|Can this be proven for LL(1) grammars? email@example.com (Lasse =?iso-8859-1?q?Hiller=F8e?= Petersen) (2014-11-06)|
|Re: Can this be proven for LL(1) grammars? firstname.lastname@example.org (Kaz Kylheku) (2014-11-07)|
|Re: Can this be proven for LL(1) grammars? email@example.com (SLK Mail) (2014-11-08)|
|From:||Lasse =?iso-8859-1?q?Hiller=F8e?= Petersen <firstname.lastname@example.org>|
|Date:||06 Nov 2014 22:16:38 GMT|
|Organization:||SunSITE.dk - Supporting Open source|
|Keywords:||parse, theory, question, LL(1)|
|Posted-Date:||07 Nov 2014 13:14:12 EST|
Given a context free grammar G that is LL(1), is the answer to the
following questions "yes"? I intuitively believe it is, except for (2),
but I am not sufficiently confident of my skills in proving this in full
generality, so I would much appreciate expert advice.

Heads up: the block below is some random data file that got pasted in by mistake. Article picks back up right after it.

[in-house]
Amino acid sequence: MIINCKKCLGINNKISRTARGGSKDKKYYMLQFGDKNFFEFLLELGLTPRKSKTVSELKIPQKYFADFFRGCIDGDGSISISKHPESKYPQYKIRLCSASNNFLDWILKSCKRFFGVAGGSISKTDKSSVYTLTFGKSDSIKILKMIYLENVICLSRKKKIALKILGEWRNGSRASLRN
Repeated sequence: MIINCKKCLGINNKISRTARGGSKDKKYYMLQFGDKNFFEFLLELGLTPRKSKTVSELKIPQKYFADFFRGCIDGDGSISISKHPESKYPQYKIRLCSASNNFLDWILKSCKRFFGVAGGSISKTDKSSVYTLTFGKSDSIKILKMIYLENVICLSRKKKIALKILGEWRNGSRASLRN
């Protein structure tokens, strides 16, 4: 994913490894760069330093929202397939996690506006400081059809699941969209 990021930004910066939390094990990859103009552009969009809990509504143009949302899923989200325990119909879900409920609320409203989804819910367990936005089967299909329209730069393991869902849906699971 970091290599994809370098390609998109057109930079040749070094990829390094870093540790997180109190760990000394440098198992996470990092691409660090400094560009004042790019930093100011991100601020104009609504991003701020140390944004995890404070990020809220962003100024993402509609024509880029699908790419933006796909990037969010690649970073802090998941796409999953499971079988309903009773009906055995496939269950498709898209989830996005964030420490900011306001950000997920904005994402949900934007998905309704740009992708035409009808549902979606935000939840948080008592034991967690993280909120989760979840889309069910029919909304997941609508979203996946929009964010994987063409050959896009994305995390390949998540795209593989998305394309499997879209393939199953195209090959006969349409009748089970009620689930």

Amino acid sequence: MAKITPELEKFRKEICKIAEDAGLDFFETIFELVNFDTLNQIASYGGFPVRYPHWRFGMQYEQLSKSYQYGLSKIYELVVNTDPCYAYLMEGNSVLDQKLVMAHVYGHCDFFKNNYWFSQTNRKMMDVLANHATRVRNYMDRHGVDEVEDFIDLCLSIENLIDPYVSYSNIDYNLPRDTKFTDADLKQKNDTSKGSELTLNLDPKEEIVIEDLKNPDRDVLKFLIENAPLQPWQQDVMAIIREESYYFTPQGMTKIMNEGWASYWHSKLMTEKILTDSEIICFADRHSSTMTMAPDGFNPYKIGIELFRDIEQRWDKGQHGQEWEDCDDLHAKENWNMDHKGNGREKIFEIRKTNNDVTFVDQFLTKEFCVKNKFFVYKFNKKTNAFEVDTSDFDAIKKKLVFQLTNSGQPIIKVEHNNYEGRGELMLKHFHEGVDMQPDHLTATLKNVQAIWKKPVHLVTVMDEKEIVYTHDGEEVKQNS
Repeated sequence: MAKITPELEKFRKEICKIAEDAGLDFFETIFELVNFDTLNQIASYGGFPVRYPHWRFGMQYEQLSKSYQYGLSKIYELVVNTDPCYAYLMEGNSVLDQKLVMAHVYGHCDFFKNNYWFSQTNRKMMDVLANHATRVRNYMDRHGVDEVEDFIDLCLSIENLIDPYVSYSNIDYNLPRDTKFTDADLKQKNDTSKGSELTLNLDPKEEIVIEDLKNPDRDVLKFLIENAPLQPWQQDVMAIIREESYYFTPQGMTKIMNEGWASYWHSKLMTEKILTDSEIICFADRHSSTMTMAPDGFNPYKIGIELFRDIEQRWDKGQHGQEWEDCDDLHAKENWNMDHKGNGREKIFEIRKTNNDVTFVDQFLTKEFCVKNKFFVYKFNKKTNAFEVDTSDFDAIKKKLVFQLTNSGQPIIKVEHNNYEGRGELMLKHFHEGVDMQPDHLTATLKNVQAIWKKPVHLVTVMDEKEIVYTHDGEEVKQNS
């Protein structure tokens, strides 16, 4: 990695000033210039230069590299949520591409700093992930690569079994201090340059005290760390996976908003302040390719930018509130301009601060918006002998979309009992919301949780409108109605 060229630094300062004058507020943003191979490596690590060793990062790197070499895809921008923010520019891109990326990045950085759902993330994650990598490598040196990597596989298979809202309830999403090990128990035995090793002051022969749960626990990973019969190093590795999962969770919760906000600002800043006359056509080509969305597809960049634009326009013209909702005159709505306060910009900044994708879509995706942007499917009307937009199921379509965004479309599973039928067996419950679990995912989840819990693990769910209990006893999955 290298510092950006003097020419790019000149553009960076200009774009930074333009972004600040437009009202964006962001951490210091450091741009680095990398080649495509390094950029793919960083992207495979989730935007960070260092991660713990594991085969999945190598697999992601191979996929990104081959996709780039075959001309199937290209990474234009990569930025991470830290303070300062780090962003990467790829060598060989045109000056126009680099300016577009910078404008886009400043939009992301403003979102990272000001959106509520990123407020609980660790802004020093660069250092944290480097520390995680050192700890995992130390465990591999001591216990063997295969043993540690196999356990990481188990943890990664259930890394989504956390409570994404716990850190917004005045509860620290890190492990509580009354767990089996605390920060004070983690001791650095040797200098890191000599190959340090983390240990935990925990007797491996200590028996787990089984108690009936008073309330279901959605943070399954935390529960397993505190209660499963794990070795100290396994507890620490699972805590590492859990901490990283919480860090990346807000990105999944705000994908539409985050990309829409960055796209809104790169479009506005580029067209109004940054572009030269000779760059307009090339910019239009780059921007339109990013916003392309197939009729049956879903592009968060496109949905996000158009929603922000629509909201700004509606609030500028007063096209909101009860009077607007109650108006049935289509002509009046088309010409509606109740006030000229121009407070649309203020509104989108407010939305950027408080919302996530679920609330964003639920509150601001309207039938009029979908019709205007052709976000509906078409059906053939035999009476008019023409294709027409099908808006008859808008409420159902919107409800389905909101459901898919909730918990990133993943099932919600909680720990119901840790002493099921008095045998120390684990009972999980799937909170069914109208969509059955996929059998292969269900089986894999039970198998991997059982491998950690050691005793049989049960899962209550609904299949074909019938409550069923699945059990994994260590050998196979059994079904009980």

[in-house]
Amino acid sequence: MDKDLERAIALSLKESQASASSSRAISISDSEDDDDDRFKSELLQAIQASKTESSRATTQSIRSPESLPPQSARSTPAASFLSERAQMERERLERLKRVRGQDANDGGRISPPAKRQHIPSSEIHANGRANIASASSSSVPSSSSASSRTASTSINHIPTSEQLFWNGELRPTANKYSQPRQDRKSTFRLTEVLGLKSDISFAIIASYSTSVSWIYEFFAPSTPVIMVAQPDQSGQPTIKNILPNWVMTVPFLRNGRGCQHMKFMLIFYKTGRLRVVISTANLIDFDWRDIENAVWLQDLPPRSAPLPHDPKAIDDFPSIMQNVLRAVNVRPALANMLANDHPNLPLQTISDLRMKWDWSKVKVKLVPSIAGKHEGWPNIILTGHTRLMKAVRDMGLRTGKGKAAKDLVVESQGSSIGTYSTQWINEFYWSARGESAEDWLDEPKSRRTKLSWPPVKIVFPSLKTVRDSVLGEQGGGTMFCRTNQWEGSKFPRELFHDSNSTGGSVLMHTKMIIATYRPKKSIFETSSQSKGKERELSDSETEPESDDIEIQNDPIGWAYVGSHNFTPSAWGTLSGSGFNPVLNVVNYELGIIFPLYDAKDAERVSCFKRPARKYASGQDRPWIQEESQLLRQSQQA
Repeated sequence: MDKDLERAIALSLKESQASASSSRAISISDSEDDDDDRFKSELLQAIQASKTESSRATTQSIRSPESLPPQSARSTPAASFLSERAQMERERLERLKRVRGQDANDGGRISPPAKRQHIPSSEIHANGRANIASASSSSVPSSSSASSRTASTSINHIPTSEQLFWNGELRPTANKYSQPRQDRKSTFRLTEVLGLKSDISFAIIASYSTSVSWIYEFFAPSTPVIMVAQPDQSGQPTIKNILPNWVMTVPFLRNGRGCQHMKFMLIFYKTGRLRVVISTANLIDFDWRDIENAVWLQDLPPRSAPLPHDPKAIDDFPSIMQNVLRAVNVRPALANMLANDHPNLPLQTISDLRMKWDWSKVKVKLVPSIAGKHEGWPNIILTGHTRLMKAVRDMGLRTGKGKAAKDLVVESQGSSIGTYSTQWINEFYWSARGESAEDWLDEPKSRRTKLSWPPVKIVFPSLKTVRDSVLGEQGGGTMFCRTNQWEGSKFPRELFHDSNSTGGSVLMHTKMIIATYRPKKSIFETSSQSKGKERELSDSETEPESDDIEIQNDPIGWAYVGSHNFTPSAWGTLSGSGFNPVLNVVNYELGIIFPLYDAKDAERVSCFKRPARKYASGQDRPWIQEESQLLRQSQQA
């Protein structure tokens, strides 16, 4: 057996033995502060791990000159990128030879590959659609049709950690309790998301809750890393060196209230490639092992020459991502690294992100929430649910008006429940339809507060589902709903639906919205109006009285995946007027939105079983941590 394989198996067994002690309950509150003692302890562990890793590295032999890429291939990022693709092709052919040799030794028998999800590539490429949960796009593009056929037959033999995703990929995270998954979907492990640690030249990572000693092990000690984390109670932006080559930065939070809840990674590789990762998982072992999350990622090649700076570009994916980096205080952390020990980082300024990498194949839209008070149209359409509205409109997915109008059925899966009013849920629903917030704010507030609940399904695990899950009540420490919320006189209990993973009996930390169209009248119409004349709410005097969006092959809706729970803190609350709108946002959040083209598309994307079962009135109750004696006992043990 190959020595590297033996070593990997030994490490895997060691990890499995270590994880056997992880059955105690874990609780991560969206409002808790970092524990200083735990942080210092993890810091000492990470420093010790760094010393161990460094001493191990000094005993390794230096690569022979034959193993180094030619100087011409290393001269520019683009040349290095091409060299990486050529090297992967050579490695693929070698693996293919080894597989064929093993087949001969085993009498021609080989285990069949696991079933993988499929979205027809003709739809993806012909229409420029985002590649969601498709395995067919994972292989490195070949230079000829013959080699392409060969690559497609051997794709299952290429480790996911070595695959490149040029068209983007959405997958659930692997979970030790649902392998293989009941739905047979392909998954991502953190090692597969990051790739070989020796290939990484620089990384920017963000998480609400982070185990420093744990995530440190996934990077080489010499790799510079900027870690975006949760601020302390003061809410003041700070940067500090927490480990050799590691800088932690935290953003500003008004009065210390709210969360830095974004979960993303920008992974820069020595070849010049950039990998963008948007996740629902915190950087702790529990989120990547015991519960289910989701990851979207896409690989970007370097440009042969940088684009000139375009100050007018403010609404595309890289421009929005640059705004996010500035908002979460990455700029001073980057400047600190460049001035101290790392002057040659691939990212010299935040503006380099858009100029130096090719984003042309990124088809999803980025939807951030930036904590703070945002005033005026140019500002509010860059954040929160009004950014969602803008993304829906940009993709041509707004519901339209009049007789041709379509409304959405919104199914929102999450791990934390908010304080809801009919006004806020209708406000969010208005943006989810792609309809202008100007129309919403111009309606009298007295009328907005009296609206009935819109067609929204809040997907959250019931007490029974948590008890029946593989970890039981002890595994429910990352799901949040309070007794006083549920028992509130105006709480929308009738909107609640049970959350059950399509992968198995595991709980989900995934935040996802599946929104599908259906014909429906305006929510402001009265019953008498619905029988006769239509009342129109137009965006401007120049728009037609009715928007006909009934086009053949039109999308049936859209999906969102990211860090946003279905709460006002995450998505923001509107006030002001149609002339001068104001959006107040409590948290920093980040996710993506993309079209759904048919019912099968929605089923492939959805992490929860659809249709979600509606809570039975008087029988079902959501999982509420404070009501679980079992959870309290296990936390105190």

1. From G, for each nonterminal symbol R define a grammar GR, where the
start rule is changed to R. Rules that are no longer reachable are of
course useless and discarded. Is each GR also LL(1)?
2. From all the GR grammars from (1), define G' with a new start rule S:
GR1 | GR2 ... |GRn. Is G' also LL(1)? Given that there could be rules Gi
and Gj such that their FIRST sets intersect, I suppose the answer is no.
What if instead, S is defined only from a selection of rules with
disjoint FIRST sets?
3. From G, define a new grammar G', such that for each nonterminal R, a
rule R: "R" is added, where "R" is a new terminal symbol. Is G' also LL
4. Do (1) and (3) hold for other types of CFG?
This isn't homework, and I have tried searching for an answer, but found
none - this may of course be because the proof is actually trivial. If
so, I apologize and hope someone will enlighten me anyway.
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